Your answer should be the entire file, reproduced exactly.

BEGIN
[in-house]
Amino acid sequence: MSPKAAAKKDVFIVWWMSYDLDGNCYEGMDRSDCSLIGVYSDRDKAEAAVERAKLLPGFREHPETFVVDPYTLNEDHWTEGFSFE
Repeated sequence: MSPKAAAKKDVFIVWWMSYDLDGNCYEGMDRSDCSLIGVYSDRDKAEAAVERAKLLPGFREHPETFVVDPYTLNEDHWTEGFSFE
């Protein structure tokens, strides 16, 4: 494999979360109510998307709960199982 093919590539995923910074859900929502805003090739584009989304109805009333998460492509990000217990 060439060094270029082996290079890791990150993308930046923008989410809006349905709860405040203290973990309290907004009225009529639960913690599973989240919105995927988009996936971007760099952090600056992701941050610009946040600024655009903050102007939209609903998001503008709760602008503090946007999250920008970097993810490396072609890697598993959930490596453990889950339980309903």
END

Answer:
[in-house]
Amino acid sequence: MSPKAAAKKDVFIVWWMSYDLDGNCYEGMDRSDCSLIGVYSDRDKAEAAVERAKLLPGFREHPETFVVDPYTLNEDHWTEGFSFE
Repeated sequence: MSPKAAAKKDVFIVWWMSYDLDGNCYEGMDRSDCSLIGVYSDRDKAEAAVERAKLLPGFREHPETFVVDPYTLNEDHWTEGFSFE
């Protein structure tokens, strides 16, 4: 494999979360109510998307709960199982 093919590539995923910074859900929502805003090739584009989304109805009333998460492509990000217990 060439060094270029082996290079890791990150993308930046923008989410809006349905709860405040203290973990309290907004009225009529639960913690599973989240919105995927988009996936971007760099952090600056992701941050610009946040600024655009903050102007939209609903998001503008709760602008503090946007999250920008970097993810490396072609890697598993959930490596453990889950339980309903």